From the article, “Bill Poehlmann, who lives on Winona, was the first to telephone me about the squirrel. He said that the squirrel gets around the area daily, especially going any place where there is a walnut tree. Bill said that two years ago his daughter said to him, ‘Do rabbits climb trees?’ She explained that something white had just climbed a tree in their yard. He added that the albino plays with other ‘gray squirrels.’”

Mrs. Lee continues to detail the squirrel’s living habits, noting that Jumal’s home is most likely located between Parish and Hill house (notably, very consistent with recent spottings!) and that he seems to be more reticent and shy than most grey squirrels, pointing to a lack of camouflage as necessitating increased caution.

In this instance, our squirrel is nicknamed “Roy,” by Mrs. Lee, named after a long-time Carleton night watchman named Roy Breez. While there is no reason to doubt that Jumal and Roy are the same squirrel, is it possible that the squirrel recently spotted around Nevada street could be different?

The answer is a firm no. The most immediate questions concern lifespan and territorial continuity – could one squirrel live for 10 years in the same place? Jumal, we have determined at the Carletonian (with all due professionalism,) is an eastern grey squirrel (as opposed to an American red.) The two main species of squirrel in Minnesota- American reds and Eastern greys are notably different in multiple regards – physically, reds are smaller, more vocal, more aggressive, and, most notably, more red (although Jumal dodges the question on this point.)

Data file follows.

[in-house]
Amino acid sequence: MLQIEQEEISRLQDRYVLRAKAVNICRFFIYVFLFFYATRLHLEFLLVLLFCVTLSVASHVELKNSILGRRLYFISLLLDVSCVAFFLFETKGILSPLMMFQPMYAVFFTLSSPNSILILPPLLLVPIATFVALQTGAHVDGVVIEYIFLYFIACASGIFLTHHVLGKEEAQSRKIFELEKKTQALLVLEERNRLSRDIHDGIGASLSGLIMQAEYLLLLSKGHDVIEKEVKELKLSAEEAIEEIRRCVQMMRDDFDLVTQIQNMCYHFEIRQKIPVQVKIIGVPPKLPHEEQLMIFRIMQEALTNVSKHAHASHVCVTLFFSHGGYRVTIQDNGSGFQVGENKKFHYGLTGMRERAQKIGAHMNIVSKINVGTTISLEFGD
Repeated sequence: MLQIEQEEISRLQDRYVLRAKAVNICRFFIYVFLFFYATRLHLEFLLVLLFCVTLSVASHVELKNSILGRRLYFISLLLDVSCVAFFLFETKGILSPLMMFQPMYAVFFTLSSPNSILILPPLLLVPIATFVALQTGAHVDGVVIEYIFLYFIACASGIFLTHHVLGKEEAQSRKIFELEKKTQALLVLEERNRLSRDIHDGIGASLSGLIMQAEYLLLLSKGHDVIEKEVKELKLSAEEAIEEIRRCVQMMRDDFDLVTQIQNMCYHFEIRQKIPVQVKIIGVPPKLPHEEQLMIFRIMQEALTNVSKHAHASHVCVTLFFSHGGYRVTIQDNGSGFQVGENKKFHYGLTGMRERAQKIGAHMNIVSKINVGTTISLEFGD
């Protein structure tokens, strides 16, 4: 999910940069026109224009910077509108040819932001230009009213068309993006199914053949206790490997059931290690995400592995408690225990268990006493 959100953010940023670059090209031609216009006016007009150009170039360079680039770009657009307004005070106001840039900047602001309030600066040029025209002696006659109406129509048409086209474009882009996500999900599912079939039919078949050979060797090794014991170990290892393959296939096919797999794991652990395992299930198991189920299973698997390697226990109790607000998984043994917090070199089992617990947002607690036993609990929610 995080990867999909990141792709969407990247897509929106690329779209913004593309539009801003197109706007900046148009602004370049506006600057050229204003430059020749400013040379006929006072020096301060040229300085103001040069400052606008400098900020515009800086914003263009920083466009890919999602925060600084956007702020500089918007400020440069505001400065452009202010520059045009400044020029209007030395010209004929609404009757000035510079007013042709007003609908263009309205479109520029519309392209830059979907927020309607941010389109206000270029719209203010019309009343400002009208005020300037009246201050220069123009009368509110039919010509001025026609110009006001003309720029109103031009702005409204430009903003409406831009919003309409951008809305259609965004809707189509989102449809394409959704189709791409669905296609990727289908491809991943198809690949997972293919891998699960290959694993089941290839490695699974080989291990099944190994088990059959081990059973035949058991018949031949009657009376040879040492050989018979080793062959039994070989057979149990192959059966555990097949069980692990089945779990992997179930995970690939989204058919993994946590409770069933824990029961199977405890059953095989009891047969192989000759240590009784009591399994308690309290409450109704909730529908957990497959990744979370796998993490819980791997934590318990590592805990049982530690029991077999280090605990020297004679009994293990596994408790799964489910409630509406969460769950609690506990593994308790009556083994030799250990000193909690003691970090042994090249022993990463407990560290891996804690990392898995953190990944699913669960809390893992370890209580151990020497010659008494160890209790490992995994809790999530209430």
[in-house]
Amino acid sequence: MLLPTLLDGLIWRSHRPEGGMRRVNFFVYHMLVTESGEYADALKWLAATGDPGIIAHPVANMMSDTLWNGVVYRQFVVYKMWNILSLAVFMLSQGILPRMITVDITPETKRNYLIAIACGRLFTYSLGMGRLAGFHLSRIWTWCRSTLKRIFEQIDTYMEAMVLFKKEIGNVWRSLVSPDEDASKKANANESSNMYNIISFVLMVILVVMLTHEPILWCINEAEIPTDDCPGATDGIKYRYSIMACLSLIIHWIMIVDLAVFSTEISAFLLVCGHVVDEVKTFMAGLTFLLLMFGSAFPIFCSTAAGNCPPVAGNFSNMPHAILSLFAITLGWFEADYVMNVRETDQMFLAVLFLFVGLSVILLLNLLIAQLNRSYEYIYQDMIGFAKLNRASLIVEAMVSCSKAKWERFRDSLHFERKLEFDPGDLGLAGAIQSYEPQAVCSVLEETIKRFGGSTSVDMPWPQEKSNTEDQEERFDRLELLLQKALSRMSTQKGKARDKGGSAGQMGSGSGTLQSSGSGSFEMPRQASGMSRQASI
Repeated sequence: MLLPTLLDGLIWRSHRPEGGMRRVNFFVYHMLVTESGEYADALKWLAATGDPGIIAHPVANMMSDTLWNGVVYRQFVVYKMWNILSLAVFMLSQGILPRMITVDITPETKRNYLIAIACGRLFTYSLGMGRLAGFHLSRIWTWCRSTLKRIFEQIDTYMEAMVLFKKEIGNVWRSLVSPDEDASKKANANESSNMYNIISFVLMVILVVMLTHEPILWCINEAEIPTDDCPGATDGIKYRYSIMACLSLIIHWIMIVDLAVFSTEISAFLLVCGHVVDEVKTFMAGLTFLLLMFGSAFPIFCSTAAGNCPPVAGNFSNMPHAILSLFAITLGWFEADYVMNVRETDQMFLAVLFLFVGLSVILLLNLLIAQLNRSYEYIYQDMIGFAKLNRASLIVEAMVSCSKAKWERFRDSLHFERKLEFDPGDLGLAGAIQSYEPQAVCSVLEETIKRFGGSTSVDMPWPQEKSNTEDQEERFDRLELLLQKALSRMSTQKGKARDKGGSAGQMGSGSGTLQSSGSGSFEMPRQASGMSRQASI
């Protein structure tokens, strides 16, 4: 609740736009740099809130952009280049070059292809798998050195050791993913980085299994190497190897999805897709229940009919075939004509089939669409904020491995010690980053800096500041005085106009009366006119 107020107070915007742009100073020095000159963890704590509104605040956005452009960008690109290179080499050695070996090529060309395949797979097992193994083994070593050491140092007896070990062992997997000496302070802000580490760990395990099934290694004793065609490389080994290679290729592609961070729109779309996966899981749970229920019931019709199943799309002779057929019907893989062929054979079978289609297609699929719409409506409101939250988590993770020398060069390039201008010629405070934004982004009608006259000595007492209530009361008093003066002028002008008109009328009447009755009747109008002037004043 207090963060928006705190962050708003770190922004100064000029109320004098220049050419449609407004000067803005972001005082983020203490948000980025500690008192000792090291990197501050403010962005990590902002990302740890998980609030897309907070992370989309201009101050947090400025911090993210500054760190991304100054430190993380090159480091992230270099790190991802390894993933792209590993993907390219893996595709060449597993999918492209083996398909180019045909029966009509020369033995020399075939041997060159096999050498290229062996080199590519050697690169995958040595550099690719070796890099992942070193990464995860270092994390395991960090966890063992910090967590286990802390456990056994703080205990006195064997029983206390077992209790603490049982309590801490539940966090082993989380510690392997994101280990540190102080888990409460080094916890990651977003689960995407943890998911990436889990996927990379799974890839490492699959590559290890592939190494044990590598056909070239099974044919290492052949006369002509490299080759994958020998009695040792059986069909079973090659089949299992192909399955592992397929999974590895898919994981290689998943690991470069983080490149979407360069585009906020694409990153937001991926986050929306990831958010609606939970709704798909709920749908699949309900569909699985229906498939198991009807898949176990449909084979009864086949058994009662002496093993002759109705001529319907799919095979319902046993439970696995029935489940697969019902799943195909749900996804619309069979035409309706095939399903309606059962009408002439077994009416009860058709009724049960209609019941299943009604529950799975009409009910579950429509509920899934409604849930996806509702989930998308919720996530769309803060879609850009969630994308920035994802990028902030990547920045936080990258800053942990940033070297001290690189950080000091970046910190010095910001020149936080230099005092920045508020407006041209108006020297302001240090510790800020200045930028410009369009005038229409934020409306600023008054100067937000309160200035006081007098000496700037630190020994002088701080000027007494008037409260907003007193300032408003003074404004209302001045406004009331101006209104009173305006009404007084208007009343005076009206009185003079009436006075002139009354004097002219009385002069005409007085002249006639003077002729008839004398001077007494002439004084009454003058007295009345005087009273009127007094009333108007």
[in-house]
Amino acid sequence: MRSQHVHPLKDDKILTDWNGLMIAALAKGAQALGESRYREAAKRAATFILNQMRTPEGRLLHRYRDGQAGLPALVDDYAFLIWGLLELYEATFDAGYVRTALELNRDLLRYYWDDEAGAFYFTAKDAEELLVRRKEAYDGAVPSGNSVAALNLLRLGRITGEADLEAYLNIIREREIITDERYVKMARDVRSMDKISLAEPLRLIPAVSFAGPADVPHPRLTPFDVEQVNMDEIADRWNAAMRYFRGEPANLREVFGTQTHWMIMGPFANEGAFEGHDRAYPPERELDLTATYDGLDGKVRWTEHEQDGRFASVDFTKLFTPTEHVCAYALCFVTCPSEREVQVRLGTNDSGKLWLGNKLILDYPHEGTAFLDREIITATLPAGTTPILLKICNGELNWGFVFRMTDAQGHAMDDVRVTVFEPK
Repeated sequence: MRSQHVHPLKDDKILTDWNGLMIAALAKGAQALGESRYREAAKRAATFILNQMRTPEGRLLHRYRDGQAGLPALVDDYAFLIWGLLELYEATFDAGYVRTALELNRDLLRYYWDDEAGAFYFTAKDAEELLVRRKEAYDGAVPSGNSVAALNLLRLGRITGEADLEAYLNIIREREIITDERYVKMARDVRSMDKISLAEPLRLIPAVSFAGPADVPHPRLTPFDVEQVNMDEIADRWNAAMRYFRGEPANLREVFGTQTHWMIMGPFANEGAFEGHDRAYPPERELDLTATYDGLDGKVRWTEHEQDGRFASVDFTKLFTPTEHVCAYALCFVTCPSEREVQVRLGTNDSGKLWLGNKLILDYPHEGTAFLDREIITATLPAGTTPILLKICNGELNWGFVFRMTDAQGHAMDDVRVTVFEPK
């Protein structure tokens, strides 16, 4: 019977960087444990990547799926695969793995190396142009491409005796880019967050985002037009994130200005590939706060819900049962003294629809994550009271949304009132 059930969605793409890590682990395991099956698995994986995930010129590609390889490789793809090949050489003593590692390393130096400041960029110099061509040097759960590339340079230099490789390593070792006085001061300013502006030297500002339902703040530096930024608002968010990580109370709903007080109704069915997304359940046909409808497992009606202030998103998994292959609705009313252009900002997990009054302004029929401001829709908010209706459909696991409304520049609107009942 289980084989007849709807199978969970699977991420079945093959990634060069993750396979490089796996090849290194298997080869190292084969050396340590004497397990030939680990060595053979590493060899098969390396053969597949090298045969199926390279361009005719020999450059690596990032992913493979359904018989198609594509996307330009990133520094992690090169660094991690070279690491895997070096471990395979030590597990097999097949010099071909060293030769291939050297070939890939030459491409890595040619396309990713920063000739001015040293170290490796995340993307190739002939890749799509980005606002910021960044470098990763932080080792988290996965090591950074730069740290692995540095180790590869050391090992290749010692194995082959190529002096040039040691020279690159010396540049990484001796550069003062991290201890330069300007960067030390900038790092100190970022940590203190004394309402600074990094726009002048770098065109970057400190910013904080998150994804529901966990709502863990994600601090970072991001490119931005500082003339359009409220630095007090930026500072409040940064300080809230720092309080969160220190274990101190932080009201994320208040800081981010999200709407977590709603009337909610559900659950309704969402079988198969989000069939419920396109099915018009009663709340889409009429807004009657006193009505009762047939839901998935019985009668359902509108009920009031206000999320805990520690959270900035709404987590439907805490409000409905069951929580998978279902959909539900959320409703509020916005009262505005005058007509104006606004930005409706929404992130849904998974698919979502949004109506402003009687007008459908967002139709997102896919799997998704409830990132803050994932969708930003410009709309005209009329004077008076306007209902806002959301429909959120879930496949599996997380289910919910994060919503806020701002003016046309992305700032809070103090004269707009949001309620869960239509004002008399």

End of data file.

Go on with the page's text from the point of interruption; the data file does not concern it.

The average lifespan of an American grey squirrel is between 15 and 18 years, and all species of squirrel tend to remain fairly sedentary over the years, suggesting that our Jumal could very well have been here all this time.

Territorial behavior differs greatly between species of squirrel: red boars (yes, male squirrels are called boars. Females are sows.) actually will claim patches of land (which can be up to 25 acres in size, as I’ve learned from a website that absolutely exudes complete illegitimacy) and then defend them by literally running other squirrels off – but the grey ones are generally much less combative, do not stake such bold land claims, and chase other squirrels only to establish dominance, consistent with the behavior we have observed from Jumal.Jumal, as Jumal, as a squirrel, means quite a lot to us at Carleton. But Jumal as an idea means so much more. He is a tangible, if not elusive, symbol of Carleton’s excellence in every way. Carleton student-smart enough not to get hit by cars, full of that specific Minnesota style, and causing news stories every time he’s spotted in public. Jumal, as a metaphor, represents everything a fifth-grade english teacher could ask for. We can only be grateful for his presence, and for everything he brings to the Carleton community.